12/05/2002 12:00AM

Consider any Delaware shipper dangerous


OZONE PARK, N.Y. - It wasn't until March 20, the first day of spring, that racing was canceled due to inclement weather or unsafe track conditions at Aqueduct last winter, and by that time racing had already shifted back to the main track.

Mother Nature's opening salvo of this season, therefore, was taken by many local railbirds as an ominous sign of what might be in store this time around.

Winter, after all, is still technically two weeks away, yet the snow that blanketed the New York area on Thursday is already more than was received all of last season.

Believe it or not, on this corresponding Saturday a year ago (Dec. 8), conditions at Aqueduct were still favorable enough to run a turf race for maidens - and the course was labeled firm! Those looking for the turf course this Saturday will find it buried under the snow.

The silver lining in all this, I told myself in the midst of shoveling the driveway and exhuming my 1998 Cavalier convertible from a massive snowdrift, was the prescient decision by New York Racing Association management to call Thursday's card off early.

Spared what would have undoubtedly been a torturous commute, a public handicapper returning from a week's respite was instead afforded the chance to catch up on all the assorted busywork that is part of the trade: annotating result charts; calculating daily track variants; reviewing replays; scanning through two issues of DRF Simulcast Weekly; and so forth.

An aspect of the latter stages of Aqueduct's fall meet that merits discussion is the performance of shippers. With the notable exceptions of stakes horses like Toccet (Laurel), Congaree (Santa Anita), Sightseek (Keeneland), Evening Attire (Arlington), and Balto Star (Arlington), ship-in winners during the final fortnight of the meet came primarily from Delaware Park and The Meadowlands, two tracks whose meets recently concluded.

The only exceptions, besides the stakes horses listed above, were Addicks, a 2-5 winner who had last raced at Keeneland but who had been stabled in New York earlier in the year, and Finger Lakes invader Miss Ivy Hilton, who wired a $35,000 claimer at 7-1.

The rest of the out-of-towners - 86 of them if you're scoring at home - were coming off a last-race line at either Delaware Park or The Meadowlands.

Racing at slots-fueled Delaware continued to thrive this summer and fall, but the quality of racing at "Club Med" fell well short of what it was a year ago, and some regulars of my acquaintance termed it an unmitigated disaster.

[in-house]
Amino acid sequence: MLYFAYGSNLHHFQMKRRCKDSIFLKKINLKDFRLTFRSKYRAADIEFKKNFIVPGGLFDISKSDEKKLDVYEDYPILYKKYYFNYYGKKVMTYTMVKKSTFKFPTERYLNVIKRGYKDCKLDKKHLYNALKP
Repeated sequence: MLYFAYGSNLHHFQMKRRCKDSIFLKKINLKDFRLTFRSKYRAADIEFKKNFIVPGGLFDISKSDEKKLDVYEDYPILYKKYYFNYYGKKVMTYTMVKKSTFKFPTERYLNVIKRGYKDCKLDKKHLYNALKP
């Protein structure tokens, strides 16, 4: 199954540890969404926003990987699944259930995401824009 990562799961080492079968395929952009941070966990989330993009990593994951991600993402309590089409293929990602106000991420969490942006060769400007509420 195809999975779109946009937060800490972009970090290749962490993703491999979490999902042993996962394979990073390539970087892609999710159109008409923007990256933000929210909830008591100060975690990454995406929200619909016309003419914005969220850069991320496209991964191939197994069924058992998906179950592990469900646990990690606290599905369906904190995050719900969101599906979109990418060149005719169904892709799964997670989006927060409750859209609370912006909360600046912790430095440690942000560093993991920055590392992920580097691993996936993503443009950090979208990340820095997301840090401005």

In each case, the day-to-day realities were duly reflected by their respective equine emissaries to New York.

During the last two weeks of Aqueduct's fall meet, Delaware shippers compiled a very strong 10-for-34 record, with a $2 flat bet on each of them returning $106.60 for a $68 investment. Even subtracting the longest-priced winner, Ginzano (14-1), they still produced a profit.

Horses who last raced at The Meadowlands compiled a 5-for-52 record (not including Climb, who won a non-wagering event for amateur riders) during the same period. A $2 flat bet investment of $104 returned just $81.60, for a net loss of $22.40.

A look through the vastly underappreciated "Winners' Books" section of DRF Simulcast Weekly helps to explain why handicappers should accord more respect to shippers from Delaware Park as opposed to those from across the river.

Both tracks featured a bottom-level claiming price of $5,000, but while the Beyer par for such horses at Delaware was 75, the $5,000 par at The Meadowlands was 65.

And keeping in mind the adage "Money makes the mare go," it's noteworthy that allowance purses at Delaware were roughly twice the amount offered in New Jersey. Moreover, the $39,000 purses offered by Delaware for maiden special weight races were not far removed from the $45,000 that non-claiming maidens run for in New York.

This is not to suggest, however, that all horses from The Meadowlands will be outgunned on Aqueduct's frozen tundra, because value may sometimes be found in claiming races.

The reason, again, has to do with economics. The $10,000 claimers at Delaware Park ran for exorbitant purses of $19,000 in November, and horses of the same description at The Meadowlands competed for $16,900 pots. Importantly, $10,000 was not the basement at either track, but $10,000 is as low as they go in New York.

By way of comparison, when the 6-year-old gelding Puncher dropped several rungs down the ladder to win Aqueduct's inner-track opener for a $10,000 tag on Wednesday, the purse was a mere $11,000.

Respecting the overall strength of horses who were based at Delaware Park is likely to pay dividends at other circuits, as well.

The second-longest priced winner on the Thanksgiving Day card at Fair Grounds, the traditional opener, was Delaware shipper Skate Away at $18.80.

At Calder Race Course during the week of Nov. 25-Dec. 1, three Delaware shippers ran in maiden special weight sprints. Something Silver won by 7 1/2 lengths; King Taras won by 1 3/4 lengths; and Fourtimesaruler finished second behind a debut winner who was bet down to even money.

Taking that a step further, a potentially lucrative spot play for the early stages of the upcoming Gulfstream Park meet will be the freshened arrivals from Delaware.